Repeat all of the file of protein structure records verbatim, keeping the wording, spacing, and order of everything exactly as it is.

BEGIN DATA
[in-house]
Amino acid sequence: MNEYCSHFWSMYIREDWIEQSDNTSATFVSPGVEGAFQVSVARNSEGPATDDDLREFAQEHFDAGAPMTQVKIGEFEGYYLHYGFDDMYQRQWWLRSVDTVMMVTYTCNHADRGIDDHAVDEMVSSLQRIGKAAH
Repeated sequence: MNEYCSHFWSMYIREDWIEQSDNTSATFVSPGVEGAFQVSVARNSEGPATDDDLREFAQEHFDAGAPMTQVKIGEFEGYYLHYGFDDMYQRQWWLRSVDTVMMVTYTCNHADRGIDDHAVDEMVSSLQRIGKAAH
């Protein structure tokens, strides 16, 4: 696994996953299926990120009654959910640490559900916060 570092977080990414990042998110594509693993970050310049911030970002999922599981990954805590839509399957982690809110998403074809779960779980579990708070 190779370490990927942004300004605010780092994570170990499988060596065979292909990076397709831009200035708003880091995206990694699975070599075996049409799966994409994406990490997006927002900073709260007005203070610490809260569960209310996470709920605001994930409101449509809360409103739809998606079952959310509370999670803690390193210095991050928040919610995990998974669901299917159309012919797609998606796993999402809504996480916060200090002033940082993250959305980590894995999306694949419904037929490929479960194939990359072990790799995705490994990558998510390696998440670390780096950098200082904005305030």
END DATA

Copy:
[in-house]
Amino acid sequence: MNEYCSHFWSMYIREDWIEQSDNTSATFVSPGVEGAFQVSVARNSEGPATDDDLREFAQEHFDAGAPMTQVKIGEFEGYYLHYGFDDMYQRQWWLRSVDTVMMVTYTCNHADRGIDDHAVDEMVSSLQRIGKAAH
Repeated sequence: MNEYCSHFWSMYIREDWIEQSDNTSATFVSPGVEGAFQVSVARNSEGPATDDDLREFAQEHFDAGAPMTQVKIGEFEGYYLHYGFDDMYQRQWWLRSVDTVMMVTYTCNHADRGIDDHAVDEMVSSLQRIGKAAH
């Protein structure tokens, strides 16, 4: 696994996953299926990120009654959910640490559900916060 570092977080990414990042998110594509693993970050310049911030970002999922599981990954805590839509399957982690809110998403074809779960779980579990708070 190779370490990927942004300004605010780092994570170990499988060596065979292909990076397709831009200035708003880091995206990694699975070599075996049409799966994409994406990490997006927002900073709260007005203070610490809260569960209310996470709920605001994930409101449509809360409103739809998606079952959310509370999670803690390193210095991050928040919610995990998974669901299917159309012919797609998606796993999402809504996480916060200090002033940082993250959305980590894995999306694949419904037929490929479960194939990359072990790799995705490994990558998510390696998440670390780096950098200082904005305030």